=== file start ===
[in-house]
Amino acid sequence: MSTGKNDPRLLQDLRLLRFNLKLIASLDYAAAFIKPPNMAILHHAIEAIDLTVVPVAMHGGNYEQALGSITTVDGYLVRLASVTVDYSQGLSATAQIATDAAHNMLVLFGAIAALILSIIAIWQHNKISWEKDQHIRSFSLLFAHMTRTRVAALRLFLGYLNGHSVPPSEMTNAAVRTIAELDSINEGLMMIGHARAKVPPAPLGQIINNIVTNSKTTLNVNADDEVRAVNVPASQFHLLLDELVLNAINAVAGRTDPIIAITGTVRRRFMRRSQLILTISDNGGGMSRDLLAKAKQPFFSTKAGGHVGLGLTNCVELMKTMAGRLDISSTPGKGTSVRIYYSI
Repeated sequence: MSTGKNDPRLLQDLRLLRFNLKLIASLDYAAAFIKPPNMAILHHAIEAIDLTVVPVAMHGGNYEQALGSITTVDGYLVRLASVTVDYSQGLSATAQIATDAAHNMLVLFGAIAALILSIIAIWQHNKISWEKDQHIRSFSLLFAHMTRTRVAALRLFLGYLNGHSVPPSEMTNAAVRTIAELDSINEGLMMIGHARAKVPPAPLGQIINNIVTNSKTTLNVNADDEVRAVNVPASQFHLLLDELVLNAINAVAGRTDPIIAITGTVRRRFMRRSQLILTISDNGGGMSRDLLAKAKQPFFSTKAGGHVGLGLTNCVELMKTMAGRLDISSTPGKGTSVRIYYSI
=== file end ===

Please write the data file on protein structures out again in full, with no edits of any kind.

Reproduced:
[in-house]
Amino acid sequence: MSTGKNDPRLLQDLRLLRFNLKLIASLDYAAAFIKPPNMAILHHAIEAIDLTVVPVAMHGGNYEQALGSITTVDGYLVRLASVTVDYSQGLSATAQIATDAAHNMLVLFGAIAALILSIIAIWQHNKISWEKDQHIRSFSLLFAHMTRTRVAALRLFLGYLNGHSVPPSEMTNAAVRTIAELDSINEGLMMIGHARAKVPPAPLGQIINNIVTNSKTTLNVNADDEVRAVNVPASQFHLLLDELVLNAINAVAGRTDPIIAITGTVRRRFMRRSQLILTISDNGGGMSRDLLAKAKQPFFSTKAGGHVGLGLTNCVELMKTMAGRLDISSTPGKGTSVRIYYSI
Repeated sequence: MSTGKNDPRLLQDLRLLRFNLKLIASLDYAAAFIKPPNMAILHHAIEAIDLTVVPVAMHGGNYEQALGSITTVDGYLVRLASVTVDYSQGLSATAQIATDAAHNMLVLFGAIAALILSIIAIWQHNKISWEKDQHIRSFSLLFAHMTRTRVAALRLFLGYLNGHSVPPSEMTNAAVRTIAELDSINEGLMMIGHARAKVPPAPLGQIINNIVTNSKTTLNVNADDEVRAVNVPASQFHLLLDELVLNAINAVAGRTDPIIAITGTVRRRFMRRSQLILTISDNGGGMSRDLLAKAKQPFFSTKAGGHVGLGLTNCVELMKTMAGRLDISSTPGKGTSVRIYYSI